Minneapolis event-organizing company, GetKnit Events
, is changing the way Twin Cities residents experience local businesses and attractions. On September 13, it pulled off its most ambitious and far-reaching experience yet: Rails & Ales, a self-guided tour of the breweries and brewpubs along the Green Line, from Target Field to Union Depot. Hundreds of participants sipped discounted brews, previewed special cask releases and rubbed shoulders with some of the most innovative brewers in Minneapolis-St. Paul.
For GetKnit founder Matt Plank, connecting Twin Citians with local business owners—preferably on a permanent basis—is the whole point. He and the company’s “core team” of paid employees, most of whom knew each other socially before GetKnit’s founding, are constantly looking for “ways that we [can pursue] our goal of community engagement while supporting local businesses in and around Minnesota,” says Plank.
Tickets for Rails & Ales sold out quickly, but a lucky group of several hundred attendees got their run of three establishments in Minneapolis and five in St. Paul, all within walking distance of the Green Line. (Though pedicabs were out in force to transport customers between stations and breweries, especially at farther-flung spots like Urban Growler
and Bang Brewing
.) Guests checked in at the Target Field, Stadium Village or Union Depot stations, where GetKnit staffers and volunteers handed out T-shirts, drink tokens (two per person, each good for a free pint) and “event passports” that listed participating breweries, their specials and Rails & Ales social media contests.
Other locally owned businesses got in on the act too. The Dubliner Pub, between the popular Raymond Avenue (Urban Growler and Bang) and Fairview Avenue (Burning Brothers) stops, ran all-day drink and food specials. Food trucks like Peeps Hot Box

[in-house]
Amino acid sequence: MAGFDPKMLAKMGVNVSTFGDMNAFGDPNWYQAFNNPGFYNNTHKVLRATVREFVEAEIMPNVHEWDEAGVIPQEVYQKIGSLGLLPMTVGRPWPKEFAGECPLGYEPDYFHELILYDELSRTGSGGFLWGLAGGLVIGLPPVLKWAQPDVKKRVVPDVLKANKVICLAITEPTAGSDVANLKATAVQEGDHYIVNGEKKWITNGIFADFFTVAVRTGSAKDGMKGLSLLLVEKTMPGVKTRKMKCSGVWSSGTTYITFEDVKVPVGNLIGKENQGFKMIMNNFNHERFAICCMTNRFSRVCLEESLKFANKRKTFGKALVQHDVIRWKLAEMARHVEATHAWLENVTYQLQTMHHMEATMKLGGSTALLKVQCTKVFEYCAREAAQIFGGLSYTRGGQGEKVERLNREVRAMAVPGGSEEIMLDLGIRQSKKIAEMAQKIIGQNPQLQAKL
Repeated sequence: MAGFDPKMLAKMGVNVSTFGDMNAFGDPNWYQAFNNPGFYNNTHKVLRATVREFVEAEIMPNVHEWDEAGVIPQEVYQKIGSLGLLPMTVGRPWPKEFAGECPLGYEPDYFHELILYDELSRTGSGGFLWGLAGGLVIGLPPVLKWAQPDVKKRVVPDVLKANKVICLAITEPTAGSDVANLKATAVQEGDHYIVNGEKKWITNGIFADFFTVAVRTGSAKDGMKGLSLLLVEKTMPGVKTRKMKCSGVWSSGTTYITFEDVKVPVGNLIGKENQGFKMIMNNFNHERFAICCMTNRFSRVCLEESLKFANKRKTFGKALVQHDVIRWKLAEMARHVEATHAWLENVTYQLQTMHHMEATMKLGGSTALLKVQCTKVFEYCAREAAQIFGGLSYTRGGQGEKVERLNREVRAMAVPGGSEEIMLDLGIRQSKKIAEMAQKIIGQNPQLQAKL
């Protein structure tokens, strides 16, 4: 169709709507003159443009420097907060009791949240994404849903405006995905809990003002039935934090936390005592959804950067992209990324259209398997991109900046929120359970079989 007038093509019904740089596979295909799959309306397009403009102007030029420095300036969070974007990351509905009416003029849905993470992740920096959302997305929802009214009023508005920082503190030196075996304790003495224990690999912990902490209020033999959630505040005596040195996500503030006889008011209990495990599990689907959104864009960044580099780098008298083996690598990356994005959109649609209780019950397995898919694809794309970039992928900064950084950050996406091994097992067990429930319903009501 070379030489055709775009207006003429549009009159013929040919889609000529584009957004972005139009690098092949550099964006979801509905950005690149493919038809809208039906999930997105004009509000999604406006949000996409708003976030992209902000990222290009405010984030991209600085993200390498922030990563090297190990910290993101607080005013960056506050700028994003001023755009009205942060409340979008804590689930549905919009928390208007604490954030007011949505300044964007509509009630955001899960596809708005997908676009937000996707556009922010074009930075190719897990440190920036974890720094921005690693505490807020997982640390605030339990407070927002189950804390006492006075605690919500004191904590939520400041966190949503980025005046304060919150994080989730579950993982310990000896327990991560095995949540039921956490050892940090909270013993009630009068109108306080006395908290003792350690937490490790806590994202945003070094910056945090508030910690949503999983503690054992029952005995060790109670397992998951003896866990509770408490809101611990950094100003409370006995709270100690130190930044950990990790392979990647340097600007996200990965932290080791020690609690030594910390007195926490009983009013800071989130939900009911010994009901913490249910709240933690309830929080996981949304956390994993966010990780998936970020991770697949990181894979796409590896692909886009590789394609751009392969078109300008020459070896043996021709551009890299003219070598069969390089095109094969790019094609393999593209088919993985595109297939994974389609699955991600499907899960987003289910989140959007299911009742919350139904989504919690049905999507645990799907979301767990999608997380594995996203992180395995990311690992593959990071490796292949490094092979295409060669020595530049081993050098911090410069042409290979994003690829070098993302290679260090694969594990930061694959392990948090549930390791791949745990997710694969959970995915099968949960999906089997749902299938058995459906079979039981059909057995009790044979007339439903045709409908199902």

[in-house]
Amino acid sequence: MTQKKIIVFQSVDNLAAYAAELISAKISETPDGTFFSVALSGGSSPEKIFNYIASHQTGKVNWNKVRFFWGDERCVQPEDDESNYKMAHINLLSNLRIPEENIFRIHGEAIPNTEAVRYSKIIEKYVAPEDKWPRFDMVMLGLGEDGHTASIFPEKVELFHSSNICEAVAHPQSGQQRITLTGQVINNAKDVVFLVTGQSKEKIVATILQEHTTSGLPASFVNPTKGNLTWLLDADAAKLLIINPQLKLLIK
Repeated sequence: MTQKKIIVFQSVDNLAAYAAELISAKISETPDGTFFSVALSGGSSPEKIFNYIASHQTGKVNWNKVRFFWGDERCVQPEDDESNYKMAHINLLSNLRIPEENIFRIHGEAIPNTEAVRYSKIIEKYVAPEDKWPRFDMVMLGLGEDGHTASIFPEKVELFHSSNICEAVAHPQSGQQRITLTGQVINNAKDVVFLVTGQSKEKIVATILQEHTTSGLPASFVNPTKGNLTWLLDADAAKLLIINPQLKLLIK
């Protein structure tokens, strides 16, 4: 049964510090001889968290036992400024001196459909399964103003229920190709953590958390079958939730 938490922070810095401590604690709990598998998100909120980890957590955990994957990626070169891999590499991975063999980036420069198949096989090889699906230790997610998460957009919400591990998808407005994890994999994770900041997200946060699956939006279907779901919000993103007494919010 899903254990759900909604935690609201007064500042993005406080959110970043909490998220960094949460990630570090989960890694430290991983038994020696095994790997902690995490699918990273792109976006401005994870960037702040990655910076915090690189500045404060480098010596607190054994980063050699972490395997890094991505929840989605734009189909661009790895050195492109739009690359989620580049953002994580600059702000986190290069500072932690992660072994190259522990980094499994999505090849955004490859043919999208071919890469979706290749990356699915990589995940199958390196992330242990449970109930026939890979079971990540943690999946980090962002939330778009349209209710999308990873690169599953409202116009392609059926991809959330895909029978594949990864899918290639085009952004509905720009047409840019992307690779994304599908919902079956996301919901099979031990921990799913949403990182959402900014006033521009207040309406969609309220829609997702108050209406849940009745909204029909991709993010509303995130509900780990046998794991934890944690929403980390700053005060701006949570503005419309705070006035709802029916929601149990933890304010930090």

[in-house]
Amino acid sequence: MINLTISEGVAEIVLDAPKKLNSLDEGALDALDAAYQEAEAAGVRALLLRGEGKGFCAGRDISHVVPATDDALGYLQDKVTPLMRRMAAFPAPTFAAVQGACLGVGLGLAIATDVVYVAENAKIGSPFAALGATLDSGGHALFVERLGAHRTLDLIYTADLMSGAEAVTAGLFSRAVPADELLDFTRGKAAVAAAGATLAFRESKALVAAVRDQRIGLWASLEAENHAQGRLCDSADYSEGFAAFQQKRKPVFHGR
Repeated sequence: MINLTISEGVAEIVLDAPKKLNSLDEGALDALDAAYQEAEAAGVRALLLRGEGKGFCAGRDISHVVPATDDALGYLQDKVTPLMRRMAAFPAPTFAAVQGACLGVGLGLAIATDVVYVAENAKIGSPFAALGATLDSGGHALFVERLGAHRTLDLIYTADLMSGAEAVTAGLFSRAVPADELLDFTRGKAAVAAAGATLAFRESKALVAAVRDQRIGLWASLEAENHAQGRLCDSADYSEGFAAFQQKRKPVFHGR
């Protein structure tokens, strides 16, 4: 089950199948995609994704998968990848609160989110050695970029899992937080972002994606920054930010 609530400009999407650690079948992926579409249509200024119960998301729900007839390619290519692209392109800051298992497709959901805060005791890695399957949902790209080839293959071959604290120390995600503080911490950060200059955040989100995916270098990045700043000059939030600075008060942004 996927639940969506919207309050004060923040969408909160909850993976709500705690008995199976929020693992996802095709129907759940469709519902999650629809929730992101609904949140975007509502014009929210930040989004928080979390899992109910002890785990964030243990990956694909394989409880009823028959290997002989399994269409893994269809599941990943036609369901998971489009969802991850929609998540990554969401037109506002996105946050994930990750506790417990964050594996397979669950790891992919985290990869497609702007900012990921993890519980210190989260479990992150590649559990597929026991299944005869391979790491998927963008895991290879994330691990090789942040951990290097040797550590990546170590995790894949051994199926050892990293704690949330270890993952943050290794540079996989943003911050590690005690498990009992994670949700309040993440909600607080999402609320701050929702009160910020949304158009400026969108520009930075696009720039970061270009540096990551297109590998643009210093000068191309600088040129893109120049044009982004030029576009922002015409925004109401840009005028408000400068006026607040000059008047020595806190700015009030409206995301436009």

posted up outside participating breweries, tempting customers with daily specials. And even independent vendors, like the woman selling vintage glassware outside Bang, profited from the early-afternoon crush on a beautiful Saturday.
Meanwhile, the brewers themselves relished the chance to mingle with enthusiastic craft beer fans. At the Mill District’s Day Block Brewing, for instance, the head brewer handed out free pints to anyone who correctly guessed the varieties of hops laid out on the table before him. Rails & Ales wrapped up at 6 p.m., but brewery owners have to be hoping that the day provided a permanent boost in visibility.
GetKnit draws inspiration from other tour companies and event organizers, says Plank, but with a twist. Aside from the focus on locally owned business, which is lacking in some areas of the industry, the company aims for “wildly original” events “that our participants likely couldn’t do anywhere but through GetKnit.” You might be able to spend an entire Saturday riding the Green Line between breweries, in other words, but you probably wouldn’t be able to mingle with head brewers, try specially brewed cask releases or enter social media contests for free events and swag.
And unlike more bare-bones tour and event operators, GetKnit organizes well-staffed, all-inclusive events that “allow participants to turn off their brains for a day...and not worry about anything,” says Plank. For Rails & Ales, GetKnit had at least one representative at every participating brewery, in addition to staff at check-in stations. The goal was to facilitate “safe and responsible” enjoyment while showcase the ease of using local transit and “how much is accessible right off of its grid.”
GetKnit also designs bespoke events for private groups. Plank cites a recent example in which a group of Latin American businesspeople came to the Twin Cities for meetings and sightseeing. Many had never been to Minnesota, so Plank’s team set about creating the "quintessential Minnesotan experience” that included a horse-drawn carriage tour of St. Anthony Main, a brewery tour and tasting, a hands-on cooking class featuring Jucy Lucy burgers and even private curling lessons.
For now, GetKnit organizes events in the Twin Cities and greater Minnesota. But Plank doesn’t rule out the possibility of expanding the model to other regions, possibly with the help of knowledgeable locals. A recent St. Croix Valley winery tour did cross the Wisconsin border, and “we are playing with other events that might do more extensive tours of other areas in our neighbor to the east,” he says.